New York CityWhen in NYC, there are obviously a lot of touristy things to do: Times Square, Central Park, the Empire State Building. If you've never been there and have a lot of time to kill, then yes, do them all. See everything you can possibly see. However, if you're limited on time and need to narrow it down, these are the sites I would see and the places I would most surely eat at.
The World Trade Center Memorial is a must. Be emotionally prepared, however, because the way they chose to display the memorial is both incredibly touching and almost too symbolic of the events of 9/11. In place of the two trade centers are two very deep square holes, each representing one of the towers. I imagine them as monuments designed to replicate the holes in the hearts of those who lived through and lost loved ones that day. As you can see below, water pours over the edge of them, and continues deep down into a second hole in the ground. It's impossible to see how far the water goes, which I also imagine is a replication of how deep the wounds are from this day. I couldn't help but think the water represented all the tears shed, flowing down and down and down, into what looked like a bottomless pit of darkness. The walls themselves are filled with the names of all those who passed away on that terrible day in history.
Top of the Rock at Rockefeller Center is one of my absolute favorite things to do. The views, both day and night, are extraordinary. In fact, I recommend going both times to see a comparison of the city. If you're debating between this and the Empire State Building, DO THIS. No question about it.
Uncle Paul's Pizza. While the restaurant is little, it makes up for it's size in sheer awesomeness. Most importantly, of course, the GF pizza is yummy!
This next one not only shares my middle name, but is very gluten free friendly. Also, it is fancy. Fancy-shmancy-fancy. Ohmygoodness, though, is it good. Marea has some amazing gluten free dishes (the seafood pasta was...gah...so good) but don't be like us and walk in there in street clothes and then feel silly the whole time you're eating surrounded by people in clothes that cost more than your house. Dress up a little. Just trust me on this. This Michelin rated restaurant is worth it.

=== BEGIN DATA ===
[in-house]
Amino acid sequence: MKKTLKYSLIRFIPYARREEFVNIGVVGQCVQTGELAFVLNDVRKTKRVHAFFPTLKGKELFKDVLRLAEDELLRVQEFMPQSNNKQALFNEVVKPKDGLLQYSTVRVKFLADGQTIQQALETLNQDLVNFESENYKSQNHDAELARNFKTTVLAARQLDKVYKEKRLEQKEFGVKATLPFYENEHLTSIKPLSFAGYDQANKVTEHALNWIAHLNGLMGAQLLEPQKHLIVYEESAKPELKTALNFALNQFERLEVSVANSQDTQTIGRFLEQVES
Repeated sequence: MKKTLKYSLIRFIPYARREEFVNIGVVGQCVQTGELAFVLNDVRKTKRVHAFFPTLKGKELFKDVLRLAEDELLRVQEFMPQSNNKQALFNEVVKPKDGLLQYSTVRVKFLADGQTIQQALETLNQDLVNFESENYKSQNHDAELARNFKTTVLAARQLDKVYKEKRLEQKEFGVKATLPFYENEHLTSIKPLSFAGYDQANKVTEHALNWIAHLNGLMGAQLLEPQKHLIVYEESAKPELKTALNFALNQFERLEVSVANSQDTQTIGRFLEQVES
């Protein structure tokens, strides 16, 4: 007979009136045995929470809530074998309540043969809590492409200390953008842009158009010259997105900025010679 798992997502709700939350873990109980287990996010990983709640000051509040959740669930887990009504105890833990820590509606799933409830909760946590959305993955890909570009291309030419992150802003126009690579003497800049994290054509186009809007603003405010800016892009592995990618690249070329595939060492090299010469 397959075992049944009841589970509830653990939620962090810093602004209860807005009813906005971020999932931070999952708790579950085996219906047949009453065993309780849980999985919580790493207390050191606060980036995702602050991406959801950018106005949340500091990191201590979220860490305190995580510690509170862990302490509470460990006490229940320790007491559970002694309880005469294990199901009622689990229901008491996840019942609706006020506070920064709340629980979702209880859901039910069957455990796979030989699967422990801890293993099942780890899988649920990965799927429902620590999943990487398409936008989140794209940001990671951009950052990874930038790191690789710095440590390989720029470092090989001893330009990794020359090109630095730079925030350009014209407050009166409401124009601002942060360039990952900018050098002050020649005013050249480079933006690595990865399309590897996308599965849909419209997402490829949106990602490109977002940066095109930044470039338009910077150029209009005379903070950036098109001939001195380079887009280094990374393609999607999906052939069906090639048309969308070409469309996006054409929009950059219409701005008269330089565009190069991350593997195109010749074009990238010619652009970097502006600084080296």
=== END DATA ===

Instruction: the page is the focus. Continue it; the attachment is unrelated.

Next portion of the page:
Tre Dici Steak is the third best meal I've ever had in my life. No joke, I would fly to NYC just to eat there if I was all wealthy and fancy like that. Sadly, as I was linking this up I learned that the location had closed. I decided to leave this in here, hoping that this is temporary and that they're moving to a new location. It was seriously amazing and my heart is breaking a little thinking it might be gone forever.
I have to give a special shout out to Jacques Torres Chocolate. While I don't believe anything there is gluten free, the service and friendliness was off the charts. I went in to get my mom some chocolate covered almonds and they gave me a free fresh cookie- just because! See what I mean? NYC people are awesome.
Last, but certainly not least, Risotteria Mellotti. This is a very gluten free friendly restaurant that is super adorable and super delicious. I haven't had calamari in YEARS, but I got to have (seriously) the best calamari ever at this place. The staff is great, the food is amazing, and the atmosphere is charming. Go here for sure!
|Part of Times Square|
|View from our Hotel at Club Quarters Grand Central|
|Me and the Statue of Liberty at FAO Schwartz|
Washington D.C.Washington D.C. gave me far more than I bargained for. First of all, I've never felt so American or so proud to be an American in all of my life. It's something about being surrounded by all of those monuments and the stories they hold that just makes you feel incredibly connected to this country. Not to mention grateful beyond measure to all of the people who fought and died for us.
We first started our D.C. adventure in Georgetown, a must see if you go there. Georgetown is a short metro ride away. Might I mention, the metro itself was incredibly clean. I've never seen an underground system quite so clean, actually. When you've been on as many metro systems and train systems as me, you become very appreciative of the ones that are well taken care of.
Anyway...when in Georgetown, take a stroll around. While the shops are mostly chains, the scenery and set up is very cool. There are a few unique ones that are worth your time. There's also a gluten free crepe place, Crepe-n-Cream, and an Asian fusion restaurant, ShopHouse, that you must check out, which is also gluten friendly. Plus, the people in Georgetown have a good sense of humor and understand the importance of food and human alliances.
|Hungry? We'll get you BBQ. Thirsty? We'll get you a drink. Lonely? We'll get you BBQ.|
International Spy Museum. Give yourself at least 2-3 hours to get through the whole thing because it is so, so worth it. It has really great interactive things to do for people of all ages, like testing out how good you would've been as a spy, not to mention all the history of real-life spies. I left this place feeling in awe of the world and all of the sneaky, sneaky things we've done in an attempt to save it.
Some of these pictures are available in my Society6 page and more will be added soon! I'm sure the Pizza Cutter de Resistance will be widely popular. Just kidding.